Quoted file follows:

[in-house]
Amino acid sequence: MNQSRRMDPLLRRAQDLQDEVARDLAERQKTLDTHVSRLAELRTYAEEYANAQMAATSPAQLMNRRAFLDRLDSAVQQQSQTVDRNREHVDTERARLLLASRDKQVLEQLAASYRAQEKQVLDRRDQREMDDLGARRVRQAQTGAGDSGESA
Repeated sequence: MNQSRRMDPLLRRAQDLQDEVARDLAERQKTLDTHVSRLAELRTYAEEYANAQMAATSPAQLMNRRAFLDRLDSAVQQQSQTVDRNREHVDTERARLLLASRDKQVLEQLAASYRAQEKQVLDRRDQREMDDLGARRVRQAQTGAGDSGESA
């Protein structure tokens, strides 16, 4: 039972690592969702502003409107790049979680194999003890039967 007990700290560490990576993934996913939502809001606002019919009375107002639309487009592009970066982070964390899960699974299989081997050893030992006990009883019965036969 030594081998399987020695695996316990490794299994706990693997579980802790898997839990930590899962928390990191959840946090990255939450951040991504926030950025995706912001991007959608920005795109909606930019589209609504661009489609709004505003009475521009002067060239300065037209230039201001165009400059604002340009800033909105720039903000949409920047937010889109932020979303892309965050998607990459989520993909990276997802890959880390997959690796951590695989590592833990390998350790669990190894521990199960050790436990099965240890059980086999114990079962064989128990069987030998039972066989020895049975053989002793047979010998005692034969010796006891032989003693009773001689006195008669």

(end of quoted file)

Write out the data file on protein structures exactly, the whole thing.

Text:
[in-house]
Amino acid sequence: MNQSRRMDPLLRRAQDLQDEVARDLAERQKTLDTHVSRLAELRTYAEEYANAQMAATSPAQLMNRRAFLDRLDSAVQQQSQTVDRNREHVDTERARLLLASRDKQVLEQLAASYRAQEKQVLDRRDQREMDDLGARRVRQAQTGAGDSGESA
Repeated sequence: MNQSRRMDPLLRRAQDLQDEVARDLAERQKTLDTHVSRLAELRTYAEEYANAQMAATSPAQLMNRRAFLDRLDSAVQQQSQTVDRNREHVDTERARLLLASRDKQVLEQLAASYRAQEKQVLDRRDQREMDDLGARRVRQAQTGAGDSGESA
């Protein structure tokens, strides 16, 4: 039972690592969702502003409107790049979680194999003890039967 007990700290560490990576993934996913939502809001606002019919009375107002639309487009592009970066982070964390899960699974299989081997050893030992006990009883019965036969 030594081998399987020695695996316990490794299994706990693997579980802790898997839990930590899962928390990191959840946090990255939450951040991504926030950025995706912001991007959608920005795109909606930019589209609504661009489609709004505003009475521009002067060239300065037209230039201001165009400059604002340009800033909105720039903000949409920047937010889109932020979303892309965050998607990459989520993909990276997802890959880390997959690796951590695989590592833990390998350790669990190894521990199960050790436990099965240890059980086999114990079962064989128990069987030998039972066989020895049975053989002793047979010998005692034969010796006891032989003693009773001689006195008669």